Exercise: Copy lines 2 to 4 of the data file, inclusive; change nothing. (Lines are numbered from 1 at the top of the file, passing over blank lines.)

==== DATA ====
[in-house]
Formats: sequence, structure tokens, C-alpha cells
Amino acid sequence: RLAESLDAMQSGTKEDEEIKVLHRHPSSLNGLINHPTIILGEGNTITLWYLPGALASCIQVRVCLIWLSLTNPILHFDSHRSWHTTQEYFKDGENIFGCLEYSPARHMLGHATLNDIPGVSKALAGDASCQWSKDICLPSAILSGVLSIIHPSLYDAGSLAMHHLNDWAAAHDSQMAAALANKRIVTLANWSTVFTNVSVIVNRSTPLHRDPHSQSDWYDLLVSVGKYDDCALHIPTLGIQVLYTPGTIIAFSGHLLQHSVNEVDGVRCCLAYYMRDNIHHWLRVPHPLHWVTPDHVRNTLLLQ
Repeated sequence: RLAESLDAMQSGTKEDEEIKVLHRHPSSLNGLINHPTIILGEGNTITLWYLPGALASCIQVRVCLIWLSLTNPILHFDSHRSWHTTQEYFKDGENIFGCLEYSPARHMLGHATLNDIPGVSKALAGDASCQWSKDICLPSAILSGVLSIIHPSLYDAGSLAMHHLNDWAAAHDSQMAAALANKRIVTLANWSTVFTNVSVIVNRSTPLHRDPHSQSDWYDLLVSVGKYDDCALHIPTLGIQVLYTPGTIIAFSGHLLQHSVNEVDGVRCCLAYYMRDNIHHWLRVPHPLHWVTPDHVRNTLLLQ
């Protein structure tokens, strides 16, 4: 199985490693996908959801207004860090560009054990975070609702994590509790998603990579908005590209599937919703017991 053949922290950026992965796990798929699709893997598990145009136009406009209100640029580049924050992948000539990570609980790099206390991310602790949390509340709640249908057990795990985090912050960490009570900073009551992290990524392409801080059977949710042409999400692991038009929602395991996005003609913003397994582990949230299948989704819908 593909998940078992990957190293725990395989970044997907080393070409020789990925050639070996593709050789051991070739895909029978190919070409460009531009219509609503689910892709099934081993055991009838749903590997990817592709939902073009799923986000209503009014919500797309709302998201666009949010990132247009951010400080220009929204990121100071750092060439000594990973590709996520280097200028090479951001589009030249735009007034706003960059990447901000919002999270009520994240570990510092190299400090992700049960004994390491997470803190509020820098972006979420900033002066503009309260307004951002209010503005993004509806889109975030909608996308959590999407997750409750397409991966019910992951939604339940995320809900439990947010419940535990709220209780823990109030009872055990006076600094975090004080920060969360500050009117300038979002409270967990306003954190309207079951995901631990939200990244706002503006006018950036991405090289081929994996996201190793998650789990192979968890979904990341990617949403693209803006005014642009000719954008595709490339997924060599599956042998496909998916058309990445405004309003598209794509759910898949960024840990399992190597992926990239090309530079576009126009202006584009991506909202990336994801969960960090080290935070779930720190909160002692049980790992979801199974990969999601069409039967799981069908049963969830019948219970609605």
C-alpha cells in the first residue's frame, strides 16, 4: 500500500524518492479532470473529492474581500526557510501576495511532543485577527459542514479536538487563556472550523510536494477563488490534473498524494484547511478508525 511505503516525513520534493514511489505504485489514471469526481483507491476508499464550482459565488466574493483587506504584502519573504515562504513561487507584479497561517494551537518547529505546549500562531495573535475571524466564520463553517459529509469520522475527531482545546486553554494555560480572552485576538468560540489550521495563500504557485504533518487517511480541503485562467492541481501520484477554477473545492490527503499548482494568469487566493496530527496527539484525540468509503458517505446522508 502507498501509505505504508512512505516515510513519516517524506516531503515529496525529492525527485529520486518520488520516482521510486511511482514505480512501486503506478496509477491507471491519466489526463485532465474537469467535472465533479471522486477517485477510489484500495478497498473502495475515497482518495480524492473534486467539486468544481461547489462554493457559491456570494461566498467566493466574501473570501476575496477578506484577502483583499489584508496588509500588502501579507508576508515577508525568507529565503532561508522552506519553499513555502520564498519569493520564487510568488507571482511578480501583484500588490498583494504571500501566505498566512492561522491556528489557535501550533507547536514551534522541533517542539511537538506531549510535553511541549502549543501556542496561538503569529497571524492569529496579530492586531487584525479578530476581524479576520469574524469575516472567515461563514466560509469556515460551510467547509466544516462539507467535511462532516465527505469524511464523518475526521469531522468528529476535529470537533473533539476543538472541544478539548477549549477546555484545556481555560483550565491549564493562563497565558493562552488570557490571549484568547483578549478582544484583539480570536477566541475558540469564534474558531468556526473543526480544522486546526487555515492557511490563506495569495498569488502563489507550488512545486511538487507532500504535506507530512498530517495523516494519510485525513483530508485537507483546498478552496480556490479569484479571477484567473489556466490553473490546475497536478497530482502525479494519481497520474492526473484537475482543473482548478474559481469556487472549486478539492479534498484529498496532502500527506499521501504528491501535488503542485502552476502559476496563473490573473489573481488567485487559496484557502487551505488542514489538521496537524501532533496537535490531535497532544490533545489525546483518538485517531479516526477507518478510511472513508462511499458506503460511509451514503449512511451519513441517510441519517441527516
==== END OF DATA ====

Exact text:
Formats: sequence, structure tokens, C-alpha cells
Amino acid sequence: RLAESLDAMQSGTKEDEEIKVLHRHPSSLNGLINHPTIILGEGNTITLWYLPGALASCIQVRVCLIWLSLTNPILHFDSHRSWHTTQEYFKDGENIFGCLEYSPARHMLGHATLNDIPGVSKALAGDASCQWSKDICLPSAILSGVLSIIHPSLYDAGSLAMHHLNDWAAAHDSQMAAALANKRIVTLANWSTVFTNVSVIVNRSTPLHRDPHSQSDWYDLLVSVGKYDDCALHIPTLGIQVLYTPGTIIAFSGHLLQHSVNEVDGVRCCLAYYMRDNIHHWLRVPHPLHWVTPDHVRNTLLLQ
Repeated sequence: RLAESLDAMQSGTKEDEEIKVLHRHPSSLNGLINHPTIILGEGNTITLWYLPGALASCIQVRVCLIWLSLTNPILHFDSHRSWHTTQEYFKDGENIFGCLEYSPARHMLGHATLNDIPGVSKALAGDASCQWSKDICLPSAILSGVLSIIHPSLYDAGSLAMHHLNDWAAAHDSQMAAALANKRIVTLANWSTVFTNVSVIVNRSTPLHRDPHSQSDWYDLLVSVGKYDDCALHIPTLGIQVLYTPGTIIAFSGHLLQHSVNEVDGVRCCLAYYMRDNIHHWLRVPHPLHWVTPDHVRNTLLLQ